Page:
LOS ANGELES -- He watched the final out of his magical 1999-revisited afternoon settle into the glove of Shane Victorino. Then the great Pedro Martinez turned and headed for the dugout, his special day in the October sunshine etched into the history books.
For seven astonishing shutout innings Friday, this had been his day, his show. For seven astonishing innings, he was a man able to make four different pitches go dancing with the stars.
And across the field, as the Los Angeles Dodgers watched Martinez's Phillies teammates line up for a procession of grateful hugs and high fives, these men who'd just been carved up for seven two-hit innings by this guy had one unanimous reaction:
Asked later whether he felt a profound sense of relief to see Pedro turn this game over to his bullpen buddies with just a slim 1-0 lead, Dodgers manager Joe Torre could only shake his head and sum it up in three words:
"You have to."
We'll never know how Game 2 of the National League Championship Series might have turned out if Martinez weren't 37 years old. We'll never know what might have been if 87 pitches, on a sun-scorched afternoon, hadn't been all his manager thought he had in him.
All we know is what happened next. And the moment Pedro's day was done, a pivotal October baseball game turned before our eyes. And the Dodgers' season turned right along with it.
After spending the first two hours of their day going 2-for-20 against Martinez, the Dodgers rose from the dead to beat the Phillies 2-1 and even this NLCS at one win apiece.
And here, in case you're wondering, is what that means:
Ten previous times since the LCS went to best-of-seven, a team had lost the first two games at home. Those teams went 0-10 in those series. And that ain't good.
But when the home team splits those first two games, it's officially alive and well. That has happened 26 previous times -- and those teams have gone 16-10 in those series. So do that math: 0-and-10 versus 16-and-10. Get the picture?
"It makes a huge difference," Dodgers catcher Brad Ausmus said after his team's 45th comeback win of the year. "When you're 1-and-1, that's a whole lot better than 0-and-2, when you're about to be the visiting team for the next three games in a row, in a stadium that has the most boisterous home crowd of any stadium in the major leagues."
You never know exactly how much any crowd, any stadium, alters the course of baseball events. But on this day, those 56,000 occupants of Dodger Stadium never sounded louder or more intimidating. And the whole vibe in a jam-packed ballpark seemed to change.
As the bottom of the eighth dawned, Thursday's bullpen hero, Chan Ho Park, jogged in to relieve Martinez. Meanwhile, as Park began to throw, "Don't Stop Believin'" crashed through the stadium P.A. system, at a decibel level that must have knocked bricks off a few chimneys in Santa Barbara.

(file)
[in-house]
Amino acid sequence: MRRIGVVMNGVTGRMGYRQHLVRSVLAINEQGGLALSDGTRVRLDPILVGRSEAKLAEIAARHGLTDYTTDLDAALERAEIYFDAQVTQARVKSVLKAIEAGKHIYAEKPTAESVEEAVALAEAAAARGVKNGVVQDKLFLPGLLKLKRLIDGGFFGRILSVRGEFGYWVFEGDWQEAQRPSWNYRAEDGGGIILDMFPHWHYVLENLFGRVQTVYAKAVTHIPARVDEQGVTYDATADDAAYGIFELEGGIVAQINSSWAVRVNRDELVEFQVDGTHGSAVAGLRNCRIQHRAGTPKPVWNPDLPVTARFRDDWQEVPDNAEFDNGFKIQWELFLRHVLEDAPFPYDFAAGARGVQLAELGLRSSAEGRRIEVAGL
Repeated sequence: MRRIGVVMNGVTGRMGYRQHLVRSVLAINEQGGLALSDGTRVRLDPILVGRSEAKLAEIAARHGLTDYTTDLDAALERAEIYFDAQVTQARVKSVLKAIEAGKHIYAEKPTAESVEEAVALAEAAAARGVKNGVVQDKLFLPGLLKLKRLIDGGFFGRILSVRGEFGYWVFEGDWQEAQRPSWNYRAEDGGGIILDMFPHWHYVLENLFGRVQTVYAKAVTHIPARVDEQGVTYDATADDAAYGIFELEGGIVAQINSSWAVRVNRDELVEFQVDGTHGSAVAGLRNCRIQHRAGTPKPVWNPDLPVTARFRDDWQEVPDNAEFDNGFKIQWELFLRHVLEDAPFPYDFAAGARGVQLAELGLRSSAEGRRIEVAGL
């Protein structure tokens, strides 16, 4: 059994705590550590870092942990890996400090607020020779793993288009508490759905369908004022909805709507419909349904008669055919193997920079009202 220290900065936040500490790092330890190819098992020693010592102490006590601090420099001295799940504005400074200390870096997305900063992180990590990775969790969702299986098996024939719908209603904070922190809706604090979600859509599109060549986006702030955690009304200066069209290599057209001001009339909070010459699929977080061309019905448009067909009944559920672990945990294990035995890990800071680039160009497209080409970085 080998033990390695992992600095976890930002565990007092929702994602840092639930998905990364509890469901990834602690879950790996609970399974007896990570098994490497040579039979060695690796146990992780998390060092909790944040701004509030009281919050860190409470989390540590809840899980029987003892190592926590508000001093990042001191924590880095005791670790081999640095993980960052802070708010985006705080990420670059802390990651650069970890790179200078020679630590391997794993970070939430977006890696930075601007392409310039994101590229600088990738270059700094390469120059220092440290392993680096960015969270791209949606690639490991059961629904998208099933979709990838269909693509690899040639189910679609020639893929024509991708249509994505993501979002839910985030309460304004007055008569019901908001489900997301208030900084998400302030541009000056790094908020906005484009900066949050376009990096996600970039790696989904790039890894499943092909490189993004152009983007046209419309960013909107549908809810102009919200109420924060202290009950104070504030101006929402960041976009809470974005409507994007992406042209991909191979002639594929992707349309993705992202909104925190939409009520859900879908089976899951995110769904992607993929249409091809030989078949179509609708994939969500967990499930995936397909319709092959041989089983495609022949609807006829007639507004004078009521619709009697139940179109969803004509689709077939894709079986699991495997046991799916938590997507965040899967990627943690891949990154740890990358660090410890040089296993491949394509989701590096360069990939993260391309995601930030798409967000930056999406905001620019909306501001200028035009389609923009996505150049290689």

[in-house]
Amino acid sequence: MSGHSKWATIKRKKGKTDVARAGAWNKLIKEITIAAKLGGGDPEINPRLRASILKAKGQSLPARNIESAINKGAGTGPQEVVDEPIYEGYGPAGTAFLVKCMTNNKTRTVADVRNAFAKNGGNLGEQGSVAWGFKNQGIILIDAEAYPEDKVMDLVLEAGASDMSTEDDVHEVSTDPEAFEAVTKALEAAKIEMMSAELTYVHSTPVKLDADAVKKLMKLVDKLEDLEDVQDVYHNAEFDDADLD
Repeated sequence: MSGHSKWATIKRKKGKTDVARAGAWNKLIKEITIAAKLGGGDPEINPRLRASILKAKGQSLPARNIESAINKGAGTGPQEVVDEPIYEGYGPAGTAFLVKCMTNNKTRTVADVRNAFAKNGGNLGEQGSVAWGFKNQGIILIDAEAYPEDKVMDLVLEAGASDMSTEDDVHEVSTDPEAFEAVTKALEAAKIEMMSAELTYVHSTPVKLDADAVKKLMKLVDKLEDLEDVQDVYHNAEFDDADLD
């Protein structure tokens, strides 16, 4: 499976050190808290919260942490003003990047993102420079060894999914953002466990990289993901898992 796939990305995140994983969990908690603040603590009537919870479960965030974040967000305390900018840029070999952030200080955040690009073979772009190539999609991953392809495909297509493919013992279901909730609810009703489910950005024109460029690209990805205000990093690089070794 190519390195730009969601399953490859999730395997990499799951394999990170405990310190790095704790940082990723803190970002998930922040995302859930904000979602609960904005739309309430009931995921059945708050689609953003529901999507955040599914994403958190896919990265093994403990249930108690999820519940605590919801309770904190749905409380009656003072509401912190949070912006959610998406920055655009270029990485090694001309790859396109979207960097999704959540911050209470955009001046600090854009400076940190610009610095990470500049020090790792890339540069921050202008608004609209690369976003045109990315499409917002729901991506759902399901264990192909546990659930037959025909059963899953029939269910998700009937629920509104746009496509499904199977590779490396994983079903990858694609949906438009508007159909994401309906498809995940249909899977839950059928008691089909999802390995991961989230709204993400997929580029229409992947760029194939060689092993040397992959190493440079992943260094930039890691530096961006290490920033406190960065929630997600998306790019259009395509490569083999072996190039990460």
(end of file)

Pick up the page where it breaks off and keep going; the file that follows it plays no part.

Kobe Bryant, in the seats alongside Frank McCourt and Tommy Lasorda, formed an "L.A." sign with his hands on the Diamond Vision, to raucous cheers. Then cult-hero actor/musician Jameson Moss lurched into his now-famous rev-it-up lip-sync act, as the half-century-old ballpark rattled with energy.
And six outs from digging a canyon for themselves that's a whole lot deeper than Topanga, the Dodgers geared up to do what they always do -- play their butts off till the 27th out.
"It's unbelievable how many times this team has done this," said Ausmus, a member of the 2005 Astros team that made just as magical a run to the World Series. "This team doesn't ever give up. In fact, the concentration level almost seems to increase as the game goes on. Some teams might get down a few runs after five or six innings and go through the motions. Not this team. They play until the other team beats them or until they come back and win."
Nine previous times this year, counting the postseason, the Dodgers had trailed heading into the eighth inning and found a way to win. No. 10 was coming right up.
"We've been doing it all year, it seems like," Dodgers catcher Russell Martin said. "We're relentless. We never give up. We go out and play 27 outs, and whatever happens happens."
But what happened on this day defined the narrow difference between October glory and October heartbreak. Some days, you win with thunder. Some days, you win with walk-off homers soaring through the L.A. haze.
And then there are days like this one, when every star in the sky seems to line up and allow it all to happen -- one bounce, one break, one perfect spin of the baseball at a time.
Game-Changing Play No. 1: Casey Blake leads off the eighth with a bouncer to third base. It looks like a routine out. But Phillies third baseman Pedro Feliz is guarding the line, then can't pick up the ball through the afternoon shadows. It ticks off his glove for a single. Asked later whether the shadows had been a factor, Feliz says: "The shadow was there, but I don't like to make an excuse. He hit it over there. I couldn't get it."
Game-Changing Play No. 2: Ronnie Belliard tries to bunt pinch-runner Juan Pierre over -- and pushes the bunt just past charging Park into the Bermuda Triangle between the mound and first base. Belliard sprints down the line, applauding himself. Everybody's safe. First and second.
Game-Changing Play No. 3: Martin fails to get another bunt down, then bounces a ball to third base that's a double-play ball 999 times out of every 1,000. But not this time. Chase Utley, less than 20 hours removed from throwing away a double-play relay the night before, sends this throw sailing off toward Chula Vista. It clangs off the dugout railing. And Pierre sprints home, clapping his way across the plate.